"[Koerner's] Linnaeus is not the typical one of scholarship and legend. And in recovering him, she has done something few do. She has shown a way in which the eighteenth century and its 'enlightened' projects grew out of the seventeenth century and its 'baroque' ones...The text is written with wit and irony...The prose is spare, precise, calm and repays rereading. It is, indeed, Linnaean in spirit...Thanks to Koerner, Linnaeus has become one of my favorite eighteenth-century figures."
— William Clark

Taxon

Carl Linnaeus (1707-78) is the subject of Lisbet Koerner's brilliant, beautifully crafted, and unsettling book…A certain gentle irony pervades this book and its view of history…This is a book about what Koerner calls the 'long forgotten future of the past.' It is about a complex vision of modernity whereby nations at the margins of progress seek their own way forward.
— Thomas W. Laqueur

American Historical Review

In an extraordinarily thorough research of Linnaeus's Swedish and Latin publications, manuscript correspondence, diaries, and lecture notes, Lisbet Koerner relates the quest for natural knowledge to the ultimate goals of nation-building and eighteenth-century cameralist economics…Students of Linnaeus will find this book indispensable, with flashes of brilliant insight.
— Martin S. Staum

Nature - Harriet Ritvo
Most Linnaeus scholarship has, understandably, focused on the work that inspired his contemporary renown. Linnaeus: Nature and Nation offers something different. It is neither a conventional biography nor a reinterpretation of Linnaeus's best-known scientific accomplishments, although it includes elements of both. Instead, in a series of linked essays, Lisbet Koerner repositions Linnaeus primarily as a Swede rather than as a member of an international intellectual community. She emphasizes his deep family roots in the Swedish church and countryside, rather than his links to the larger world...As Koerner puts it, 'He hoped to ride elks, write with swan feathers, and read by the light of seal-fat lamps.' And if there were desires that could not be fulfilled in this way, Linnaeus hoped to persuade valuable tropical plants to adapt to his cold northern climate.
New Republic - Thomas W. Laqueur
Carl Linnaeus (1707-78) is the subject of Lisbet Koerner's brilliant, beautifully crafted, and unsettling book…A certain gentle irony pervades this book and its view of history…This is a book about what Koerner calls the 'long forgotten future of the past.' It is about a complex vision of modernity whereby nations at the margins of progress seek their own way forward.
Washington Times - Raymond L. Peterson
The great Swede, who was born in 1707 and died in 1778, is now the subject of a succinct and impressively researched biography by Lisbet Koerner. Single-handedly, Linnaeus standardized the naming and classifying of plants and animals based on morphological characteristics with his now famous binormial nomenclature--the first name is the organism's genus, the second its species...In this well-written book, the author concentrates on two big themes: Linnaeus' concerns about his own nation and his contributions to science.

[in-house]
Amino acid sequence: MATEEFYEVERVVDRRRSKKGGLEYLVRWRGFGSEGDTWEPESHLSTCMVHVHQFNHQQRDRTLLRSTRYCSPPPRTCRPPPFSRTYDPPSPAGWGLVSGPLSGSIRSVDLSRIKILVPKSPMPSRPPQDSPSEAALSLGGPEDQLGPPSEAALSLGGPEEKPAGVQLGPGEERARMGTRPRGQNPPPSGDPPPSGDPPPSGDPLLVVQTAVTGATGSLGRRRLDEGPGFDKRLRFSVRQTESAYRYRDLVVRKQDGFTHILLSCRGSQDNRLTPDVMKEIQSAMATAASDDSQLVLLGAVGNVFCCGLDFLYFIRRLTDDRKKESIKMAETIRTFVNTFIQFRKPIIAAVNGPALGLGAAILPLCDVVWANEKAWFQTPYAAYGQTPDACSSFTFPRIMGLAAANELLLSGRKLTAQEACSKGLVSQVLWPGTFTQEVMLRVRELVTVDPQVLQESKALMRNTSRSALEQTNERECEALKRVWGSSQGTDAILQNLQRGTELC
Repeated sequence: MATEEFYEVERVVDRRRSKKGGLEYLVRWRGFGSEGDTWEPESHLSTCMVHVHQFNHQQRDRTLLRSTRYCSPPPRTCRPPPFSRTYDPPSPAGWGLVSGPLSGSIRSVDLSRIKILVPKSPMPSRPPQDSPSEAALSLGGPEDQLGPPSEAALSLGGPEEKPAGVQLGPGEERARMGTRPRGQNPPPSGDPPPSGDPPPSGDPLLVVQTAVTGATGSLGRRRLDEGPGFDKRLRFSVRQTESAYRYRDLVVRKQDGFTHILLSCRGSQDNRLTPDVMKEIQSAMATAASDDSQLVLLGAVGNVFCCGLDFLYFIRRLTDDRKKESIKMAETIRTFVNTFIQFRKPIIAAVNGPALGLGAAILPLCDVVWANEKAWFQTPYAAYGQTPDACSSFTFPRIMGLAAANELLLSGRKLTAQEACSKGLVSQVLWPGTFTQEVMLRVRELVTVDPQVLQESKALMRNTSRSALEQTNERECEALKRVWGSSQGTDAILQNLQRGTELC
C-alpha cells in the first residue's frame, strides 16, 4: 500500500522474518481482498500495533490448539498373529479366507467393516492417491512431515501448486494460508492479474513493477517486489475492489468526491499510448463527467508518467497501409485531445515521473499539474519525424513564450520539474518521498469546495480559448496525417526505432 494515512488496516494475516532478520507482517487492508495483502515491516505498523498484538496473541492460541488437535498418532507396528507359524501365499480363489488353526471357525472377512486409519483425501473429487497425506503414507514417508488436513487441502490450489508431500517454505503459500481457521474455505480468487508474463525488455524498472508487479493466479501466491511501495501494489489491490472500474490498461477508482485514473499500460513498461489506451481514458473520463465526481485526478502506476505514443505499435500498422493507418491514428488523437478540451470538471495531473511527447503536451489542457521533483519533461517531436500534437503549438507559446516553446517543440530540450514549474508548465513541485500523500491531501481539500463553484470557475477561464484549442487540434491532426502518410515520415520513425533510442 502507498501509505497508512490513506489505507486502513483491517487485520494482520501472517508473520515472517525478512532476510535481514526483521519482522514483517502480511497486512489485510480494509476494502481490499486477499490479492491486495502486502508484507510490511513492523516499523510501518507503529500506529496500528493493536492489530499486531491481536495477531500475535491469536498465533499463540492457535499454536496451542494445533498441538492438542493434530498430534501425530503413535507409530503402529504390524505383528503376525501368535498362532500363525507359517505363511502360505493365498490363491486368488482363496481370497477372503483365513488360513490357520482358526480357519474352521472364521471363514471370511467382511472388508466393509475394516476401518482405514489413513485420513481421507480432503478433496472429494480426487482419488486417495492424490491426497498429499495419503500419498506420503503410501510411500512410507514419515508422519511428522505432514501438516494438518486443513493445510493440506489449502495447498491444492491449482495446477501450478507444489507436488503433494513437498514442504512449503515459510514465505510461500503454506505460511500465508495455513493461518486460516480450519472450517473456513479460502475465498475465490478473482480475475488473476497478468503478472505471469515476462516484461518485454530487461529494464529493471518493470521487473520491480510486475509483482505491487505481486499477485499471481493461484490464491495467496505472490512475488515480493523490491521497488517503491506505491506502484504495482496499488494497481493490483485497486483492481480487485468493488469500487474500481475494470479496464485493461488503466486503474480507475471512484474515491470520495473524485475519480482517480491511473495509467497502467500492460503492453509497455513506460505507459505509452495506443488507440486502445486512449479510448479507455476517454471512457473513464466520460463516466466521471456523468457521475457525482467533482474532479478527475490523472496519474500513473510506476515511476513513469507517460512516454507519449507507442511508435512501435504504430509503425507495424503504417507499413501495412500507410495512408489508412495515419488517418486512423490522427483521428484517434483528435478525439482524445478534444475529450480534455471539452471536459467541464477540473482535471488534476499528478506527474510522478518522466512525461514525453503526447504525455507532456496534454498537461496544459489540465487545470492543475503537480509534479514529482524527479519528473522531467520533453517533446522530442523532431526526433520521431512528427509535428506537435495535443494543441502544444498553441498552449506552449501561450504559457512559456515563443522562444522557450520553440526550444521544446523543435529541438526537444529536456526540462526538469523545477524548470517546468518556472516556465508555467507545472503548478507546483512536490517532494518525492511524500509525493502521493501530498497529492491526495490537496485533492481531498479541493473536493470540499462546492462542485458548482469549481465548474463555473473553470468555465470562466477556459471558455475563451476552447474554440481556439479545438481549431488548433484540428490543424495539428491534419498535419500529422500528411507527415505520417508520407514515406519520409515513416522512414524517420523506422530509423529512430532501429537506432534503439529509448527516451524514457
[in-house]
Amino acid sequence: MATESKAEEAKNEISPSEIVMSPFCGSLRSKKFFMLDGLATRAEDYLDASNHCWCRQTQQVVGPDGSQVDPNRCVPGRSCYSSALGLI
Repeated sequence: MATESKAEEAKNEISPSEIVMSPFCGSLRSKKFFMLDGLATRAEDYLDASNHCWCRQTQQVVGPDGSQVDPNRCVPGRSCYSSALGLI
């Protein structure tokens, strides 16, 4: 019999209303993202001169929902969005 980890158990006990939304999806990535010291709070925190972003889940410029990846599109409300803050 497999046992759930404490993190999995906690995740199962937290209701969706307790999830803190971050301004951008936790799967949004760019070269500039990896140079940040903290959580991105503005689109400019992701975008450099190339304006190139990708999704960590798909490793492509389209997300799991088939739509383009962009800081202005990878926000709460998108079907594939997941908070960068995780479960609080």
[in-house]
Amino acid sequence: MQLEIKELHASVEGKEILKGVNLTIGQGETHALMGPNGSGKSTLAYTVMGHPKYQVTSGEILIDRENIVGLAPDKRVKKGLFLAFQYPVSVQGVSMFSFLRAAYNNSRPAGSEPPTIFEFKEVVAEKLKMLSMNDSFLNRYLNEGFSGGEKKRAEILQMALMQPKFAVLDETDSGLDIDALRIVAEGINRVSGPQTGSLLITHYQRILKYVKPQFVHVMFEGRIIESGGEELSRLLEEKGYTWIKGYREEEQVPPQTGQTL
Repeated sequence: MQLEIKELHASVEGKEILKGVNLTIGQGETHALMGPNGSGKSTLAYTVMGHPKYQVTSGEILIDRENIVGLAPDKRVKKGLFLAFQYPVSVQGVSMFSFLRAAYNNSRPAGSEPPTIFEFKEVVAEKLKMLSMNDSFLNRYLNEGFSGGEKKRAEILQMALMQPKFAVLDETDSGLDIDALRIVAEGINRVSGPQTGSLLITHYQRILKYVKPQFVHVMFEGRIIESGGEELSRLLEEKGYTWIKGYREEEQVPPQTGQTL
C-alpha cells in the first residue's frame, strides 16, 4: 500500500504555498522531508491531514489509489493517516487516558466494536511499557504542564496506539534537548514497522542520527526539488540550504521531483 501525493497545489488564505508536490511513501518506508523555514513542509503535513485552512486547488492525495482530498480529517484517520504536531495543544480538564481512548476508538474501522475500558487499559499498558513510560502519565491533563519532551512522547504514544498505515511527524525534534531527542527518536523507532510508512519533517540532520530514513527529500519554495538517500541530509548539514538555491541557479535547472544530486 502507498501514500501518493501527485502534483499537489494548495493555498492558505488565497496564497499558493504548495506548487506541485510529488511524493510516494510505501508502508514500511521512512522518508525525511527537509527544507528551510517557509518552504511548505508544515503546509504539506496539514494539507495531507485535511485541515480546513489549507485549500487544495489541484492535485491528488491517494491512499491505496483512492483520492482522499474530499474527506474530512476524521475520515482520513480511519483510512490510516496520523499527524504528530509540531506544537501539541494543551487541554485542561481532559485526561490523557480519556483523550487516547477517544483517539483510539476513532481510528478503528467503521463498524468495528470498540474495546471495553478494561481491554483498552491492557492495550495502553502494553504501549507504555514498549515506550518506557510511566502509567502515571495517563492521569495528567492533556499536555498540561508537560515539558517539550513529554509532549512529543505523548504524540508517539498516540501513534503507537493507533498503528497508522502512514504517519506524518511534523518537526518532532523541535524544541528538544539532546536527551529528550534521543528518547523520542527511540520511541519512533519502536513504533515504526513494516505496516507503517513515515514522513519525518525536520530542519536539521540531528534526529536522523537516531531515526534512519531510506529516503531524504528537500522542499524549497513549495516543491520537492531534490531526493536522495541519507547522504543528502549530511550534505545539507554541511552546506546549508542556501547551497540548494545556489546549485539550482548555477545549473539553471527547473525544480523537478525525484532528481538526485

Booklist - Donna Seaman
Linnaeus is remembered as the botanist who established the plant classification system still used today, but actually, according to science historian Koerner, he was a jack-of-all-trades. He was also a doctor, teacher, economist, and theologian...Koerner, drawing on a wide spectrum of sources, places her fascinating subject firmly within the context of eighteenth-century European thought, and reveals Linnaeus' grand plan for applying his systematization of nature to politics and economics in the hope of transforming Sweden into a self-sufficient state...[An] agile and incisive reconsideration of a significant and misunderstood man of science.
Times Literary Supplement - William Clark
[Koerner's] Linnaeus is not the typical one of scholarship and legend. And in recovering him, she has done something few do. She has shown a way in which the eighteenth century and its 'enlightened' projects grew out of the seventeenth century and its 'baroque' ones...The text is written with wit and irony...The prose is spare, precise, calm and repays rereading. It is, indeed, Linnaean in spirit...Thanks to Koerner, Linnaeus has become one of my favorite eighteenth-century figures.
American Historical Review - Martin S. Staum
In an extraordinarily thorough research of Linnaeus's Swedish and Latin publications, manuscript correspondence, diaries, and lecture notes, Lisbet Koerner relates the quest for natural knowledge to the ultimate goals of nation-building and eighteenth-century cameralist economics…Students of Linnaeus will find this book indispensable, with flashes of brilliant insight.